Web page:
During the dot-com boom of the late 1990s, large numbers of entrepreneurs and computer software professionals moved into the city, followed by marketing and sales professionals, and changed the social landscape as once poorer neighborhoods became gentrified. The rising rents forced many people, families, and businesses to leave. San Francisco has the smallest share of children of any major U.S. city, with city's 18 and under population at just 14.5 percent.

By 2001, the boom was over, and many people left San Francisco. South of Market, where many dot-com companies were located, had been bustling and crowded with few vacancies, but by 2002 was a virtual wasteland of empty offices and for-rent signs. Much of the boom was blamed for the city's "fastest shrinking population", reducing the city's population by 30,000 in just a few years. While the bust has helped put an ease on the city's apartment rents, the city remains expensive.

By 2003, the city's economy had recovered from the dot-com crash thanks to a resurgent international tourist industry. Residential demand as well as rents are on the rise again and as a result of such demand, city officials have relaxed building height restrictions and zoning codes to allow another wave of Manhattanization in the city in the form of very tall residential condominiums in SOMA such as One Rincon Hill, 300 Spear Street, and Millennium Tower. In addition to this, a major transformation of the neighborhood is planned with the Transbay Terminal Replacement Project, which if funded, is planned to be open by 2013 along with what will be the tallest skyscraper on the West Coast with a cluster of other supertall skyscrapers next to it.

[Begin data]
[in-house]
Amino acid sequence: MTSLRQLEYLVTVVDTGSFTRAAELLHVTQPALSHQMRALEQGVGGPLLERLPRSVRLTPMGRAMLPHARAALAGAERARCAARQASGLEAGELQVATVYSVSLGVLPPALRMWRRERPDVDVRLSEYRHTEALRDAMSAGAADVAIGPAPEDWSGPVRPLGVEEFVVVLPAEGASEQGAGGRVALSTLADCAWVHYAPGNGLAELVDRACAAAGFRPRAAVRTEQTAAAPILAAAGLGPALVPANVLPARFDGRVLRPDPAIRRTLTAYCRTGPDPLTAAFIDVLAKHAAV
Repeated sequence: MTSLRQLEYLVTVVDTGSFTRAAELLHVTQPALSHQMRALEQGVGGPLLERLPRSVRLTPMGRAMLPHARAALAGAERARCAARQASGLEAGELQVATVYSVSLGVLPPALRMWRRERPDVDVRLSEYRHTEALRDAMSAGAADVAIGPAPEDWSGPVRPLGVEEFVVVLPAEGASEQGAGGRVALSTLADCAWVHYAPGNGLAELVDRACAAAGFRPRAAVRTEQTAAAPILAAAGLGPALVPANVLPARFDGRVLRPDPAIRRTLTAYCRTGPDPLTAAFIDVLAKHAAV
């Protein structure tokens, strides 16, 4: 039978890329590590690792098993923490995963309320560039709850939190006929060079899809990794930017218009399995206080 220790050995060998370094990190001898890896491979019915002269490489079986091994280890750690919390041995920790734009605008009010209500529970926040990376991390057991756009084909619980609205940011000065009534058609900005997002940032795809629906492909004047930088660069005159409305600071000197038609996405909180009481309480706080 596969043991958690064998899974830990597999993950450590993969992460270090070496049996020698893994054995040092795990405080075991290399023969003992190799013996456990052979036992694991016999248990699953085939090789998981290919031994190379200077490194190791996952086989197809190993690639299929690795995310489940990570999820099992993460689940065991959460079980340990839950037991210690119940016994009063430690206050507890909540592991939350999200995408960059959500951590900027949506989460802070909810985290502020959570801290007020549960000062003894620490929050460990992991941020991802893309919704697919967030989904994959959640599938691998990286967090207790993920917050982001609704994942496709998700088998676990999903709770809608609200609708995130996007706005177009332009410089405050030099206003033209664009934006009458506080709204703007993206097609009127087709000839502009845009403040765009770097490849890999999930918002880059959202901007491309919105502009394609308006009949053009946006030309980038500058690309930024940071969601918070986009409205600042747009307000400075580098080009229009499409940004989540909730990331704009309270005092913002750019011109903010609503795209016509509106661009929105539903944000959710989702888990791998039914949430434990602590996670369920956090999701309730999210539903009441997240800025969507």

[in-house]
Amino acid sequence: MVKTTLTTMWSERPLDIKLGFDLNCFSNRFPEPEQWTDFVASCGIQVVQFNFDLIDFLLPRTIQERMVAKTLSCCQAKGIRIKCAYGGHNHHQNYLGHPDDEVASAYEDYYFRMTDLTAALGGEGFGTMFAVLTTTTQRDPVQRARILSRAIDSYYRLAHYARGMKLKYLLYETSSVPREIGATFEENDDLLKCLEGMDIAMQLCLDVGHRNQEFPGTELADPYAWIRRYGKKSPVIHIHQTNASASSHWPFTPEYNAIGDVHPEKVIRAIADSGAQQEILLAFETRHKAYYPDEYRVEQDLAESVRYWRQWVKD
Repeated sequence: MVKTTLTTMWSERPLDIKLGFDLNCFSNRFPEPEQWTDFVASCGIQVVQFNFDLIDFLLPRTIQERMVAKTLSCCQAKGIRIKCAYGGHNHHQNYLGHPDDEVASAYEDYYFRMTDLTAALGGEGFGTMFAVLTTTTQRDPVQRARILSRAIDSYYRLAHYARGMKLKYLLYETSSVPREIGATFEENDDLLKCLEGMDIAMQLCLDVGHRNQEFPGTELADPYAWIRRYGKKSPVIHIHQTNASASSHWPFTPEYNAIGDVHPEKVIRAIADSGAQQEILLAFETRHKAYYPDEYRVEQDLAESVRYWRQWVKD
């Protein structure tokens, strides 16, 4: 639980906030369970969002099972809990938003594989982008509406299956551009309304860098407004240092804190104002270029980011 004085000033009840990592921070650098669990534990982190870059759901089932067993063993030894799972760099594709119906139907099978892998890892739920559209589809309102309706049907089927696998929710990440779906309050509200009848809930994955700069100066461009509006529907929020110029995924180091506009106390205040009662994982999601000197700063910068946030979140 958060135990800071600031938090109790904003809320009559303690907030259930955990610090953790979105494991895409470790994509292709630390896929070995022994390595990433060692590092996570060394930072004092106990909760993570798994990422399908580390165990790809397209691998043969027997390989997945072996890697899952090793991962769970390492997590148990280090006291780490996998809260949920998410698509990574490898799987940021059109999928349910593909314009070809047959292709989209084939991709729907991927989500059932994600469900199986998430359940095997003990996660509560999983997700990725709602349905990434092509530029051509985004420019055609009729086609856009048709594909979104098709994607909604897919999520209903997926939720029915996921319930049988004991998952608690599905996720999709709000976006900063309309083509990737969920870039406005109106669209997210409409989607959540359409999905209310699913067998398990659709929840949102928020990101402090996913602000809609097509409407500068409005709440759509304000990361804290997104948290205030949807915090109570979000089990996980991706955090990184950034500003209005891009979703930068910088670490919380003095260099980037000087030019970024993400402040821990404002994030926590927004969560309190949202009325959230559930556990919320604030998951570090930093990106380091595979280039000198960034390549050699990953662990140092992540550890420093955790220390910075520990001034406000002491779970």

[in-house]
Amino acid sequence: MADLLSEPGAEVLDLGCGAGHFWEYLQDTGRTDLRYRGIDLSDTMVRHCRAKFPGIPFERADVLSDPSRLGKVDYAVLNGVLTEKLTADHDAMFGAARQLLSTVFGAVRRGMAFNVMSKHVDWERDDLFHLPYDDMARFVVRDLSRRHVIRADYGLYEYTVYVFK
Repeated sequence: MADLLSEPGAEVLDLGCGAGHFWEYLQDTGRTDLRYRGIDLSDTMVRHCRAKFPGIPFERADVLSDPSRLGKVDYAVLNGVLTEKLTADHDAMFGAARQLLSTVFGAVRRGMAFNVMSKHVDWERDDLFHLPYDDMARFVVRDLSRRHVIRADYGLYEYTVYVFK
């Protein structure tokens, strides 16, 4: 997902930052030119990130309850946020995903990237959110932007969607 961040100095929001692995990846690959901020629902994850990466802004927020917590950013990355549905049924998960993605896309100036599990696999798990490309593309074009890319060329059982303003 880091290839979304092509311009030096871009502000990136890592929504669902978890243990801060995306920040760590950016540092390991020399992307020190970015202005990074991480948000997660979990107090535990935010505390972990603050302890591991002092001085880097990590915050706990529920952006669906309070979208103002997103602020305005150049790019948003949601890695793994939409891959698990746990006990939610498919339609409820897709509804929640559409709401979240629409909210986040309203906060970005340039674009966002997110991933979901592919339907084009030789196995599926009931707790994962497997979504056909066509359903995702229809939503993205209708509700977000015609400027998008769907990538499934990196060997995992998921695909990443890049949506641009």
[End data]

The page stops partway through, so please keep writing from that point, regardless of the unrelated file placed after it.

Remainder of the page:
Tags

IT industry, Economy